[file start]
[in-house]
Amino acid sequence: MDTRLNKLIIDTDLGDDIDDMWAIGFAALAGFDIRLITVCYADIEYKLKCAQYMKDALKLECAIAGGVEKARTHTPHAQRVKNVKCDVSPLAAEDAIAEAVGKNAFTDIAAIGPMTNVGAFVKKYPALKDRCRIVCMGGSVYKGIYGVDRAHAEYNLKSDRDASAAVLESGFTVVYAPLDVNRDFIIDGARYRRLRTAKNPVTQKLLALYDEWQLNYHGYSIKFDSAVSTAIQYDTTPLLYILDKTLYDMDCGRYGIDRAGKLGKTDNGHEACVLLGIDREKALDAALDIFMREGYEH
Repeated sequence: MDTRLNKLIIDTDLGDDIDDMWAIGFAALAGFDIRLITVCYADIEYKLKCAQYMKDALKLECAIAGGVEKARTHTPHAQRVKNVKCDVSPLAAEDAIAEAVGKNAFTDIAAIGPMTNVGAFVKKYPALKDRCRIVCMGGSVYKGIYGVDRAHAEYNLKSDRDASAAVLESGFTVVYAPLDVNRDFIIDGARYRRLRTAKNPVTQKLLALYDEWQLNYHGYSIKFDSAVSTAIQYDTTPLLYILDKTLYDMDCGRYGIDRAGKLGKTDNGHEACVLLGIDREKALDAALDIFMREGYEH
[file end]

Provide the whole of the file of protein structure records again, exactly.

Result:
[in-house]
Amino acid sequence: MDTRLNKLIIDTDLGDDIDDMWAIGFAALAGFDIRLITVCYADIEYKLKCAQYMKDALKLECAIAGGVEKARTHTPHAQRVKNVKCDVSPLAAEDAIAEAVGKNAFTDIAAIGPMTNVGAFVKKYPALKDRCRIVCMGGSVYKGIYGVDRAHAEYNLKSDRDASAAVLESGFTVVYAPLDVNRDFIIDGARYRRLRTAKNPVTQKLLALYDEWQLNYHGYSIKFDSAVSTAIQYDTTPLLYILDKTLYDMDCGRYGIDRAGKLGKTDNGHEACVLLGIDREKALDAALDIFMREGYEH
Repeated sequence: MDTRLNKLIIDTDLGDDIDDMWAIGFAALAGFDIRLITVCYADIEYKLKCAQYMKDALKLECAIAGGVEKARTHTPHAQRVKNVKCDVSPLAAEDAIAEAVGKNAFTDIAAIGPMTNVGAFVKKYPALKDRCRIVCMGGSVYKGIYGVDRAHAEYNLKSDRDASAAVLESGFTVVYAPLDVNRDFIIDGARYRRLRTAKNPVTQKLLALYDEWQLNYHGYSIKFDSAVSTAIQYDTTPLLYILDKTLYDMDCGRYGIDRAGKLGKTDNGHEACVLLGIDREKALDAALDIFMREGYEH